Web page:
Much as before, I worked a base of sc (from centre-point to end) and then 3-ch and sl-st in every alternate sc back to the centre.  There were a few extra sl-st on the last couple of 3-ch groups lining back up with the central spiral.  Then I continued on in sc to fill in the other side of the base (from centre-point to the other end).  3-ch and sl-st in every alternate sc back to the middle again and secure with some more well-placed sl-sts as I reached the centre.

I've been looking at some more freeform stuff online and there are some lovely how-to guides for shells that incorporate spirals and bullion stitches.  I might give some of those a go for the next batch!

Belated Mothers' Day

A while back, I acquired a set of fine steel crochet hooks.  So, naturally, I went looking for a suitable project to use them on and came across this doozy.  Then, off with me to buy the cotton thread for the job.  I tried a few of the craft and yarn shops but they'd never heard of the blending filament stuff on the materials list, so I just went ahead without it.
Calla Lilly brooch for Mothers' Day

My first foray into crocheting with steel hooks was surprisingly successful, in terms of the finished products.  I made two of these brooches: one for my mum and one for my mother-in-law, as presents for Mothers' Day.

They worked up pretty quickly: maybe a day or two each, although to be fair, I was going through an insomniac phase, so I was working on them until 4 or 5 in the morning.  They were incredibly fiddly though.  And for the first time in my life, I had to take my glasses off to be able to see up close... ah, the siren song of impending bifocals!!!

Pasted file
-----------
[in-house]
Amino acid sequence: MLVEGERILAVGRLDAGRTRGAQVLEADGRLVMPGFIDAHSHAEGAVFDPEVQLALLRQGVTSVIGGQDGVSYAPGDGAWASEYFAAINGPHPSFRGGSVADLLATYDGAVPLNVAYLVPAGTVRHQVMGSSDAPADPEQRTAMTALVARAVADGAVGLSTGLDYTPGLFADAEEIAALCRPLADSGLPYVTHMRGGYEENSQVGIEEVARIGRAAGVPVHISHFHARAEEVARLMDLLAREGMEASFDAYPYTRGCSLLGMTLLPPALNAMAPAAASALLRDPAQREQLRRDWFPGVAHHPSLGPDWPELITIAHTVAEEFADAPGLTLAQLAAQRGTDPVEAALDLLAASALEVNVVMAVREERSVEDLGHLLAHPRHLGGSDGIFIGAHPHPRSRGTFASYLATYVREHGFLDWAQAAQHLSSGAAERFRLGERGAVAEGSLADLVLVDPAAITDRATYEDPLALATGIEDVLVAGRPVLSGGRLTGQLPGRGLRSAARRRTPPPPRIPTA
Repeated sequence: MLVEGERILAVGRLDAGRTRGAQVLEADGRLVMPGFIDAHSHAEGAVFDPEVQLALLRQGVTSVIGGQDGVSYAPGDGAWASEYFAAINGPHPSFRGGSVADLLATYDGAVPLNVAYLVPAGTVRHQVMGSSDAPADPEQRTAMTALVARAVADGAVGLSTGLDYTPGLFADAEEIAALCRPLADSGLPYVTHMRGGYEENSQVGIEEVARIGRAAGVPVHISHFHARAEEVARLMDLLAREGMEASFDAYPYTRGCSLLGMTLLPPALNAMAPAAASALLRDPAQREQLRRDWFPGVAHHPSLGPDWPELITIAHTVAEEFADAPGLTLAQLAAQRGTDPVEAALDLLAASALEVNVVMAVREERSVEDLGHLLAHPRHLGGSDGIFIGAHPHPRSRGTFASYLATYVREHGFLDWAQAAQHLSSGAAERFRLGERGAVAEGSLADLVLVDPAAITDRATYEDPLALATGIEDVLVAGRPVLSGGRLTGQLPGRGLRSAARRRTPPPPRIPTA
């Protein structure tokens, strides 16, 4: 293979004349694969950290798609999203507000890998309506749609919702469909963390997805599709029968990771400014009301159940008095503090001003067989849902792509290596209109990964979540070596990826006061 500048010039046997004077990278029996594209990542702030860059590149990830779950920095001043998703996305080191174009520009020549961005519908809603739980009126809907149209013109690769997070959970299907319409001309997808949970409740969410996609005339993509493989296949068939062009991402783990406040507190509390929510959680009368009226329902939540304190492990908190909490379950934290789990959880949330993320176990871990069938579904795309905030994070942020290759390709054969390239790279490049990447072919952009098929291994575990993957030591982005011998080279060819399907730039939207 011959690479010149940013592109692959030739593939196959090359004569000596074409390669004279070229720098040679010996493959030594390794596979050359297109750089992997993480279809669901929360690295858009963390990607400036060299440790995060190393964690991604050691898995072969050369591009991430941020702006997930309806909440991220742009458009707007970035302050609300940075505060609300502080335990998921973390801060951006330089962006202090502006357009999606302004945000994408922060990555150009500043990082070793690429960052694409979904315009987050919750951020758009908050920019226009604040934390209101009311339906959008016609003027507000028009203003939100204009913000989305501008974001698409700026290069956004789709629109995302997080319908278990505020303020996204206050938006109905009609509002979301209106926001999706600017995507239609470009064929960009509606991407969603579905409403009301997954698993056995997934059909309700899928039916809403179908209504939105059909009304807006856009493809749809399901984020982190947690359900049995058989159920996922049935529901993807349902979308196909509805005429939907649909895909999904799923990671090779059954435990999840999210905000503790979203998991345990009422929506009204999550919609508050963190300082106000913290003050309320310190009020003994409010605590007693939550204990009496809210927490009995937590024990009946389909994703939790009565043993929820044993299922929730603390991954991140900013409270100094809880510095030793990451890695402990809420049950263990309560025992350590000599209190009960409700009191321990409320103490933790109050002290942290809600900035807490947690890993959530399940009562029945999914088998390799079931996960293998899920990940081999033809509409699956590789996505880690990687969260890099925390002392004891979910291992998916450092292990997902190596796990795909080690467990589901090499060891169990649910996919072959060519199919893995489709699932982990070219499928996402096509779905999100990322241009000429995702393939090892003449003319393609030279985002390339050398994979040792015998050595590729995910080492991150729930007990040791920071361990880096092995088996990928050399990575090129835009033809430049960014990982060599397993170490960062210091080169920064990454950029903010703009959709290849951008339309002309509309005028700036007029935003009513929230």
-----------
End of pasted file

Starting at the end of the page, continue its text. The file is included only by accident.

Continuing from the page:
My poor fingers were the worse for wear for quite some time afterwards.  There must be a knack to dealing with those super fine hooks that doesn't involve stabbing yourself and splitting your fingers open repeatedly.  I've yet to figure it out.  In the meantime, lots of plasters and thimbles!

Tuesday, April 19, 2016

Wearable Circles

One of the things I love about crochet is that it can be so easy to make very intricate looking patterns.
first circular cardigan

 About a year ago, I made this circular cardigan for myself.  I chose this because I really liked the floaty and flared look of the picture on the source pattern.  I also had two large skeins of fine merino wool in these gorgeous autumn colours that were just waiting for the right project.  There should be sleeves on it too, but I ran out of yarn and then got lazy.  Still, it goes really well with lots of stuff and dresses up very simple outfits.

At the time, I'd never followed a crochet chart before and it took me a bit of time to get my head around this format.  I much prefer a chart to a written pattern now, so clearly I'm even more visual than I thought...

Anyway, I was getting heaps of compliments on this circular cardigan, not least because it looks very complicated.  (In truth, it was incredibly simple to make.  Naturally, I rarely admit that!)  I wore it to Christmas Dinner last year and my sister-in-law was super impressed that I'd made it myself.  So, I decided I'd make her one for her birthday.  Then my own sister got wind of that and insisted that I make one for her too, please!
circular cardigan for SIL